On 8 Apr 99, Pete Smith <email@example.com> wrote:
> Rob, I had one very early on, and was fascinated by the phonetic voicing
> capabilities. as a result I spent a lot of time trying to build voice
> files that would string together and sound natural. My final, reluctant
> conclusion was the same as yours -- but I wouldn't be without it, even if
> just as a CQ machine. An often overlooked capability is the "backcopy"
> function that lets you capture what just happened on the air for posterity.
> It's really fun sometimes.
> 73, Pete N4ZR
> Loud is good
Just to remind everyone, there are other alternatives to DVP/DVK, etc.
One, which I used for several years is Contest Voice Blaster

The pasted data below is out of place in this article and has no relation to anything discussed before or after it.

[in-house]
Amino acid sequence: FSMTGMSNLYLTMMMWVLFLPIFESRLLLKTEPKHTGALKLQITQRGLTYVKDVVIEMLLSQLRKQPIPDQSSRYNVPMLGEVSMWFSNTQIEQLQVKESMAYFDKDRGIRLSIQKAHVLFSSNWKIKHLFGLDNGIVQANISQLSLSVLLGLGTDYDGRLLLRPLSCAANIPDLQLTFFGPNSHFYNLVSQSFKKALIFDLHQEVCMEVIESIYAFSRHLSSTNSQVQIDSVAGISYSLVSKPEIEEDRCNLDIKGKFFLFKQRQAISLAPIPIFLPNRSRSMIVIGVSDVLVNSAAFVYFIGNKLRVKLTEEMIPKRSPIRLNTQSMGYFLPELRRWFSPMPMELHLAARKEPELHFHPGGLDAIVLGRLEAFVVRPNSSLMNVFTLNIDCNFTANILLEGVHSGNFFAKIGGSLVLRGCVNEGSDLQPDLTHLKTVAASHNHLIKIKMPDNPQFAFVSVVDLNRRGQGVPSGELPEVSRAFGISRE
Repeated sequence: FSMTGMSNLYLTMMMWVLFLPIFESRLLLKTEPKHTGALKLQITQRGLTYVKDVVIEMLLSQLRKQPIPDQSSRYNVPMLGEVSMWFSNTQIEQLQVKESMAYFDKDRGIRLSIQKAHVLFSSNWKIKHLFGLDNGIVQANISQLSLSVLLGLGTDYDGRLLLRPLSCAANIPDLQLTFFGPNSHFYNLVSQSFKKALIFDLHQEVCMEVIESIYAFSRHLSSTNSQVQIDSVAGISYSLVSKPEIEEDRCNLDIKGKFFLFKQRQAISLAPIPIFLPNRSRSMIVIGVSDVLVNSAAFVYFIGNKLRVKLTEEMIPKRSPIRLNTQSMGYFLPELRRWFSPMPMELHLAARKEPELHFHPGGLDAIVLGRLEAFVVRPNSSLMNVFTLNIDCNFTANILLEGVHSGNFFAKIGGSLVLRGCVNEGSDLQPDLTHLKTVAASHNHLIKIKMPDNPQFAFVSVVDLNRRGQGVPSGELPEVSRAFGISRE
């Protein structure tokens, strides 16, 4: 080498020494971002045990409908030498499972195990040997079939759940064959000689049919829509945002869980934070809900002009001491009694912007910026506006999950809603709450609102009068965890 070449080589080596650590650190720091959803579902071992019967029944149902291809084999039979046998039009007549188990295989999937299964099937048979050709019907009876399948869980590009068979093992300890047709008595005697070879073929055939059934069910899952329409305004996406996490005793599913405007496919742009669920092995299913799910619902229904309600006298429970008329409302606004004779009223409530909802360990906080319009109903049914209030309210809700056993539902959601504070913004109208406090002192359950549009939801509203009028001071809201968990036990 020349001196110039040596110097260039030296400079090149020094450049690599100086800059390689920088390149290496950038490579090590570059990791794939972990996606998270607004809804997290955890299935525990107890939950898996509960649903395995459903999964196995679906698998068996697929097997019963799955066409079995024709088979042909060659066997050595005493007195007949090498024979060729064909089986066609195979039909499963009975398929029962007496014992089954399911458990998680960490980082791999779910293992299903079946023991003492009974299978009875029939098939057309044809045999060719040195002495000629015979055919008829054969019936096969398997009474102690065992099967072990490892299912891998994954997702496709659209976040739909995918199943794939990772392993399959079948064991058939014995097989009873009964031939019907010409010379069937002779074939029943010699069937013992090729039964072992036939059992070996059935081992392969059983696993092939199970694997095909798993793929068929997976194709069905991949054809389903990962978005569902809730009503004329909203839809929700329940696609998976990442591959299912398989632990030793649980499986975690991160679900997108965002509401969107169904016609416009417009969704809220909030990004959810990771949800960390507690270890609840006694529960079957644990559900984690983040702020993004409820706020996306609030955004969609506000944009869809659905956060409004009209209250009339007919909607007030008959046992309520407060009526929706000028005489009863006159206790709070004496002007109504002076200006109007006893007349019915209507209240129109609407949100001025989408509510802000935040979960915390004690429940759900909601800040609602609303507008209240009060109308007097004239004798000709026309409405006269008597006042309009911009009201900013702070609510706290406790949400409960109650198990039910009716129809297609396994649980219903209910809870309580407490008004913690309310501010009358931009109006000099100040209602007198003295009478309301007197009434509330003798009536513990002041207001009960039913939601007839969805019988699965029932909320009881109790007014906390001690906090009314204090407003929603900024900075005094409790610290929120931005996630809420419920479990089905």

software. It is a DOS-based TSR, was written by K8CC, and sold by
LTA. It is software that uses your Soundblaster card to record and
generate the audio files via the F1-F4 keys. Works fine with CT, etc. I
stopped using it when I started using Writelog (see next paragraph).
Another well-kept secret is W5XD's Writelog for Windows contesting
software (see NCJ ad or Web site for more info). Writelog is a
full-function contesting program that supports CW, SSB and RTTY. In
SSB, the sound card is used to record the audio buffers in standard WAV
files, which can be edited with your audio editor of choice (unlike
Contest Voice Blaster which uses a proprietary audio format). Another
nice thing about Writelog is it uses ALL standard Windows stuff -
meaning no special config files, hardware changes, etc. just for
contesting. Personally, I've used Writelog in a few contests over the
last year or so, and plan on using it instead of CT for all my
P.S. Just a satisfied user of the above products... This is not a paid
Barry Kutner, W2UP Internet: firstname.lastname@example.org
Newtown, PA Frankford Radio Club
CQ-Contest on WWW: http://www.contesting.com/_cq-contest/
Administrative requests: cq-contest-REQUEST@contesting.com